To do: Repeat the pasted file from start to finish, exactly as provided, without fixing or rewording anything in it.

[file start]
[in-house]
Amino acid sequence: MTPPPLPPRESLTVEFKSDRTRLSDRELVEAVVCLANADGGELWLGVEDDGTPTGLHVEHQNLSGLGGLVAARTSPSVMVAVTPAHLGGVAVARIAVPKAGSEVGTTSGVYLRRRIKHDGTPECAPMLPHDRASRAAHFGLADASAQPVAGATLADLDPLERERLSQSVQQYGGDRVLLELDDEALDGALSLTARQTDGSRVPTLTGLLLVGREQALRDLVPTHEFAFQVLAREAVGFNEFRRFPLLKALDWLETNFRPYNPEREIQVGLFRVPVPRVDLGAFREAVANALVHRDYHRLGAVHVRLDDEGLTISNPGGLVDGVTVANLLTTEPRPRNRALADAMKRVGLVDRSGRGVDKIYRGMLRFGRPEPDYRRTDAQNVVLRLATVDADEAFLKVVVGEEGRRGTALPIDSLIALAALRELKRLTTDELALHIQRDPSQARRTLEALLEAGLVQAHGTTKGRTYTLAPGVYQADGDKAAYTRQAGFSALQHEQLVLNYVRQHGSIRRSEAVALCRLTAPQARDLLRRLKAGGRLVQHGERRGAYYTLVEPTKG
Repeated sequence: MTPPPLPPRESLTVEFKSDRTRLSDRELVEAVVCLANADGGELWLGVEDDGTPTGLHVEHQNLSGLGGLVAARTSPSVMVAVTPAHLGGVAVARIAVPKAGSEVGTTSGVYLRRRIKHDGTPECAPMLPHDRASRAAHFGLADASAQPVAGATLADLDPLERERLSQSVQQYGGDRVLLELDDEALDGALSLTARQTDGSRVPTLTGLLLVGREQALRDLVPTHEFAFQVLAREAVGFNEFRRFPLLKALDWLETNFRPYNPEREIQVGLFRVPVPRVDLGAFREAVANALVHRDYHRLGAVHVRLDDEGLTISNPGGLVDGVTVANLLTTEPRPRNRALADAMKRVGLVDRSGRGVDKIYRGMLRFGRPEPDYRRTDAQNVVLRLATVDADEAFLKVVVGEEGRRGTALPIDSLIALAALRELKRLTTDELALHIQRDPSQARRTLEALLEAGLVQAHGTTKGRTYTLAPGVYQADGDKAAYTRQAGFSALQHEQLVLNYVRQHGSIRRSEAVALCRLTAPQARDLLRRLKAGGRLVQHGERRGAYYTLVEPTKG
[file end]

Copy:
[in-house]
Amino acid sequence: MTPPPLPPRESLTVEFKSDRTRLSDRELVEAVVCLANADGGELWLGVEDDGTPTGLHVEHQNLSGLGGLVAARTSPSVMVAVTPAHLGGVAVARIAVPKAGSEVGTTSGVYLRRRIKHDGTPECAPMLPHDRASRAAHFGLADASAQPVAGATLADLDPLERERLSQSVQQYGGDRVLLELDDEALDGALSLTARQTDGSRVPTLTGLLLVGREQALRDLVPTHEFAFQVLAREAVGFNEFRRFPLLKALDWLETNFRPYNPEREIQVGLFRVPVPRVDLGAFREAVANALVHRDYHRLGAVHVRLDDEGLTISNPGGLVDGVTVANLLTTEPRPRNRALADAMKRVGLVDRSGRGVDKIYRGMLRFGRPEPDYRRTDAQNVVLRLATVDADEAFLKVVVGEEGRRGTALPIDSLIALAALRELKRLTTDELALHIQRDPSQARRTLEALLEAGLVQAHGTTKGRTYTLAPGVYQADGDKAAYTRQAGFSALQHEQLVLNYVRQHGSIRRSEAVALCRLTAPQARDLLRRLKAGGRLVQHGERRGAYYTLVEPTKG
Repeated sequence: MTPPPLPPRESLTVEFKSDRTRLSDRELVEAVVCLANADGGELWLGVEDDGTPTGLHVEHQNLSGLGGLVAARTSPSVMVAVTPAHLGGVAVARIAVPKAGSEVGTTSGVYLRRRIKHDGTPECAPMLPHDRASRAAHFGLADASAQPVAGATLADLDPLERERLSQSVQQYGGDRVLLELDDEALDGALSLTARQTDGSRVPTLTGLLLVGREQALRDLVPTHEFAFQVLAREAVGFNEFRRFPLLKALDWLETNFRPYNPEREIQVGLFRVPVPRVDLGAFREAVANALVHRDYHRLGAVHVRLDDEGLTISNPGGLVDGVTVANLLTTEPRPRNRALADAMKRVGLVDRSGRGVDKIYRGMLRFGRPEPDYRRTDAQNVVLRLATVDADEAFLKVVVGEEGRRGTALPIDSLIALAALRELKRLTTDELALHIQRDPSQARRTLEALLEAGLVQAHGTTKGRTYTLAPGVYQADGDKAAYTRQAGFSALQHEQLVLNYVRQHGSIRRSEAVALCRLTAPQARDLLRRLKAGGRLVQHGERRGAYYTLVEPTKG